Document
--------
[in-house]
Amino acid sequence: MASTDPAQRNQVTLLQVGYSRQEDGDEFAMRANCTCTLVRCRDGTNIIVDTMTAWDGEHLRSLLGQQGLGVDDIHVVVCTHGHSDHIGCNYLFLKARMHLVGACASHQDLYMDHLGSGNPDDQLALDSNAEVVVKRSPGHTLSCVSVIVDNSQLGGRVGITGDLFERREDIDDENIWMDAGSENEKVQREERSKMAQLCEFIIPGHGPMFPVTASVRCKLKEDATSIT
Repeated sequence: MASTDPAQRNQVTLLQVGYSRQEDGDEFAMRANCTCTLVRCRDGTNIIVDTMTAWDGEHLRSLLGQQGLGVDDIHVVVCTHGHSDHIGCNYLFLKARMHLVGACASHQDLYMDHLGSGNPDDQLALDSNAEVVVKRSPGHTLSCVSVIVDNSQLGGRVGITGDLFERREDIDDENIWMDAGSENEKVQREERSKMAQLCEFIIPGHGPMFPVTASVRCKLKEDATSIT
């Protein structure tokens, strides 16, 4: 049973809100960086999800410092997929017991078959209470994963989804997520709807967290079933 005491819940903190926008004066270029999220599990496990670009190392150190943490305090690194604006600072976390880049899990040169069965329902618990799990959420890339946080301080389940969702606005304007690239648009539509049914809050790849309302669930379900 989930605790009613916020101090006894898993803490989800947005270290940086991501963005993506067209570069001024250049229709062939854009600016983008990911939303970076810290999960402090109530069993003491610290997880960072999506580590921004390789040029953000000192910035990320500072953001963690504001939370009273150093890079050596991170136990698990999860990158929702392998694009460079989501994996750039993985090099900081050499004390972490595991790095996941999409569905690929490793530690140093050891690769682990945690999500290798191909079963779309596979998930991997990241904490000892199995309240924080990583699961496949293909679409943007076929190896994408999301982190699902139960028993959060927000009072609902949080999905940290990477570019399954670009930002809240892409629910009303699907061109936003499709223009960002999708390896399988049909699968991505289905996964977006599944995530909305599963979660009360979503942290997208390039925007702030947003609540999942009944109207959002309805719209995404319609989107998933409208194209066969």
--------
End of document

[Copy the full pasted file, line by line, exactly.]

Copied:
[in-house]
Amino acid sequence: MASTDPAQRNQVTLLQVGYSRQEDGDEFAMRANCTCTLVRCRDGTNIIVDTMTAWDGEHLRSLLGQQGLGVDDIHVVVCTHGHSDHIGCNYLFLKARMHLVGACASHQDLYMDHLGSGNPDDQLALDSNAEVVVKRSPGHTLSCVSVIVDNSQLGGRVGITGDLFERREDIDDENIWMDAGSENEKVQREERSKMAQLCEFIIPGHGPMFPVTASVRCKLKEDATSIT
Repeated sequence: MASTDPAQRNQVTLLQVGYSRQEDGDEFAMRANCTCTLVRCRDGTNIIVDTMTAWDGEHLRSLLGQQGLGVDDIHVVVCTHGHSDHIGCNYLFLKARMHLVGACASHQDLYMDHLGSGNPDDQLALDSNAEVVVKRSPGHTLSCVSVIVDNSQLGGRVGITGDLFERREDIDDENIWMDAGSENEKVQREERSKMAQLCEFIIPGHGPMFPVTASVRCKLKEDATSIT
């Protein structure tokens, strides 16, 4: 049973809100960086999800410092997929017991078959209470994963989804997520709807967290079933 005491819940903190926008004066270029999220599990496990670009190392150190943490305090690194604006600072976390880049899990040169069965329902618990799990959420890339946080301080389940969702606005304007690239648009539509049914809050790849309302669930379900 989930605790009613916020101090006894898993803490989800947005270290940086991501963005993506067209570069001024250049229709062939854009600016983008990911939303970076810290999960402090109530069993003491610290997880960072999506580590921004390789040029953000000192910035990320500072953001963690504001939370009273150093890079050596991170136990698990999860990158929702392998694009460079989501994996750039993985090099900081050499004390972490595991790095996941999409569905690929490793530690140093050891690769682990945690999500290798191909079963779309596979998930991997990241904490000892199995309240924080990583699961496949293909679409943007076929190896994408999301982190699902139960028993959060927000009072609902949080999905940290990477570019399954670009930002809240892409629910009303699907061109936003499709223009960002999708390896399988049909699968991505289905996964977006599944995530909305599963979660009360979503942290997208390039925007702030947003609540999942009944109207959002309805719209995404319609989107998933409208194209066969």